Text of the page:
Brainlet Corner 1: What is Philosophy: Intro & Ch. 1

Brainlet Corner is my attempt to actually read books in their entirety in an intensive way. Please don’t own me. Hopefully it will be a series.


There is already an incredible amount of work on D&G’s notion of the concept andalongside and in tandem, the conceptual persona or friend. The concept answers the question “what is philosophy?” quickly: philosophy is an act of creation—”forming, inventing, and fabricating concepts”. Only philosophy can create concepts, not science, art, and especially not design (which only produces simulacra), which have robbed the concept of its initial meaning and degraded it.

The answer was already known and had not changed, they say, but the conceptual poetics has been modified. Asking what is philosophy requires knowledge of the temporospatial and personal circumstances in which the question is being asked—which Hegel would identify as “the Figures of its creation and the Moments of its self-positing). This creation is dependent on the conceptual personae that are engaged with throughout the process of its fabrication, the spectre of the friend.

The friend, as far as I can tell, is rooted in a greek urbanity—the philosophy of the forum/agora. Creation of concepts is a social act, an amphisbetesis or striving/competition between the philosopher and the “friend, lover, claimant, and rival” which constantly must be worked through and inhabited. It is this relation that defines the philosopher in relation to the concept, which seems to me to be a stepping outside of oneself in order to fabricate and extirpate the concept from within (as an act of friendly creation that involutes into sodomy (or just masturbation)).

D&G follow Marx in making completely clear that philosophy is not a passive act, not performing examinations or contemplation. The identification of philosophy as motion, uncertainty, procedure seems to remove all useful distinction between theory and praxis as altogether irrelevant; theory or conceptual production is in fact practical production (of aerolites).

D&G quote Neitzsche in saying concepts are not gifts, but they must be made and created (or more accurately, self-created, allopoetic), which is to say, backed up and fortified (which I take to be gathering an accretive disk around the bright ordinal of the conceptual components, a cosmogenesis). In this sense, creation is “always a singularity”, albeit one that occurs along multiple valences and collects them into an internally objective and externally subjective epigenetic haeccetic unity, a “whole but a fragmentary whole”, a totalization of its components (which may themselves be concepts), constantly haunted by the “mental chaos” that’s hunting it. (Side note: how is this different from Hegel’s dialectics (as I understand them through Lenin, the contradictions of an object constantly lie benthic within the object and threaten to overwhelm it). Maybe the relation is that to D&G the chaos that forces the concept to embody a shattered unity is anterior to the concept itself?)

The concept does not stand alone. As I mentioned earlier, it is contingent on the Figure and the Moment; or, as D&G describe it, as a landscape they call the plane of immanence, the “field”. “Here concepts link up with each other, support one another, coordinate their contours…” A massively codependent landscape populated by ordinals that are “distinct, heterogeneous, and yet not separable”. They blur into each other and co-associate in what D&G call a “zone of neighborhood, or a threshold of indiscernability” where traffic occurs between adjacent (like) concepts, leaving the ordinals (“intensive features”, all of this is a question of intensities above all, a vast topos) as hard points, condensations (guess the disk of accretion image from earlier was kinda accurate). This landscape is traversed at infinite speed by the point of omniscient survol. The image that occurs to me is a song in the round: a layering of constantly returning complexity (or as the text says, a “refrain”) that allows the singular point of the listener to experience all the processes of the song at once as intensity goes negentropic). The concept is absolute internally and in relation to its problem but relative to the distributed plane-system in which it lies, freely associating with other concepts along thresholds and bridges. It is “real without being actual, actual without being abstract”—possessed of both its pedagogy in the former and ontology in the latter.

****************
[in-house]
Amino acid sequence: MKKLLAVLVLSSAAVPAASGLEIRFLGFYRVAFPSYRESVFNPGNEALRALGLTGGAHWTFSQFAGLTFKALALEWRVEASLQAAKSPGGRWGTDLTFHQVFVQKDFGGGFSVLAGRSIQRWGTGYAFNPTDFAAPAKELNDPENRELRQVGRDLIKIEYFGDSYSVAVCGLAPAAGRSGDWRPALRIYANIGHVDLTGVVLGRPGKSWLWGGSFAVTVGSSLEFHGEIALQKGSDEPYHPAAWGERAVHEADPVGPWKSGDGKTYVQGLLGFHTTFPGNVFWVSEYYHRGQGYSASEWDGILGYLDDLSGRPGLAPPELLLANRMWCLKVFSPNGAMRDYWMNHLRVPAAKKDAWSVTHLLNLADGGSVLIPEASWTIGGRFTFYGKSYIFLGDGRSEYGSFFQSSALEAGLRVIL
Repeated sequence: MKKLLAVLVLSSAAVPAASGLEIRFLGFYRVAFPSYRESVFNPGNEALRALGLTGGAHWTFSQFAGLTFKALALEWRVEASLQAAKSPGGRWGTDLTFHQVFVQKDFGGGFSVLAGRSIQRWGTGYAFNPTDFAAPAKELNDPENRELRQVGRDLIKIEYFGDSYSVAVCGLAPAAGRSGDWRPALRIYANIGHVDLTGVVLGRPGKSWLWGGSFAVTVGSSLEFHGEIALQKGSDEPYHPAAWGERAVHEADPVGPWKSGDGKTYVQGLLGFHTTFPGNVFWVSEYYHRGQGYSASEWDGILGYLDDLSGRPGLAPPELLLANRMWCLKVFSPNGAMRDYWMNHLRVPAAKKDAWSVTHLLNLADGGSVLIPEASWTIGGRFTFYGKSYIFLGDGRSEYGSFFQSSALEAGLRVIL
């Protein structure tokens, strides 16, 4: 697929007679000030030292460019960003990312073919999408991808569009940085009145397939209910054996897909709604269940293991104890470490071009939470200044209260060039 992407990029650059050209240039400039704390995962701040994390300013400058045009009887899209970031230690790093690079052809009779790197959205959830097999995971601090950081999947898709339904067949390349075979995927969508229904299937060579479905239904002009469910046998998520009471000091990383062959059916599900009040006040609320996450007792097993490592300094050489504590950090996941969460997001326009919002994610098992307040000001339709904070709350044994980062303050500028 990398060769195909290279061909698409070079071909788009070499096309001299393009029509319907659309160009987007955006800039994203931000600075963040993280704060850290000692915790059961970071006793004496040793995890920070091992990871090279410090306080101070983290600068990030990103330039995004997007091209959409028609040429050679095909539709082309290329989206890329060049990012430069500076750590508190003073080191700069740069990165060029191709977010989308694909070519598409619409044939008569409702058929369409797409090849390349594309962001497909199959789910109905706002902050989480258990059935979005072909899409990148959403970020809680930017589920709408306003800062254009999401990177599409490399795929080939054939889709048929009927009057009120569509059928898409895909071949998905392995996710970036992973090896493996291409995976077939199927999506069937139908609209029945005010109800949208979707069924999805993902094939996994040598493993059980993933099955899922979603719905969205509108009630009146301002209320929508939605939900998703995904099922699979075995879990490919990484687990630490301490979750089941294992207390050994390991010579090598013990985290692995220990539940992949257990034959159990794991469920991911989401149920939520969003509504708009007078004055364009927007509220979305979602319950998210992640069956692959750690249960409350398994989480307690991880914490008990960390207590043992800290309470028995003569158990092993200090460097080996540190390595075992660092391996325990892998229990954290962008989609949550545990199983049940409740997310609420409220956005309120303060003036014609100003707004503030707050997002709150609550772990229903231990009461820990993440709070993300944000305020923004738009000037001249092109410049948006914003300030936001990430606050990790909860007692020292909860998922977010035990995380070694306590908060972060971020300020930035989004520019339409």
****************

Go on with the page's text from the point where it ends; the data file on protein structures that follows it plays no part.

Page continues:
Language w/r/t a defined philosophical grammar is important here—best I can tell is D&G are trying to move away from the idea that concepts are their extension rather than their intension or that a concept is analogous to its friend/associated conceptual persona(e) and the language used to define it. When they address the Cartesian cogito it is in the interest of ripping it out of language and turning it into a diagram by identifying the components that compose the intensity.

D&G take care to mention that though the use the image of the landscape as a cartography of concepts (conceptopography I guess), there is nothing here to track space or time. The point of survol is the god eye, everywhere at once. Not even energy (which is just a corporealization of intensities) exists here. “The concept is defined by the inseperability of a finite number of heterogeneous components traversed by a point of absolute survey at infinite speedthe specific infinity of the concept.” So a concept, and the plane in which they appear, is modifiably infinite (w/r/t the concept) and probed by an equally infinite (or maybe transfinite) eye. To D&G, survey is speed. Thought is speed.




“There is no dialectic between social and technical relations, but only a machinism that dissolves society into the machines whilst deterritorializing the machines across the ruins of society, whose ‘general theory … is a generalized theory of flux’…”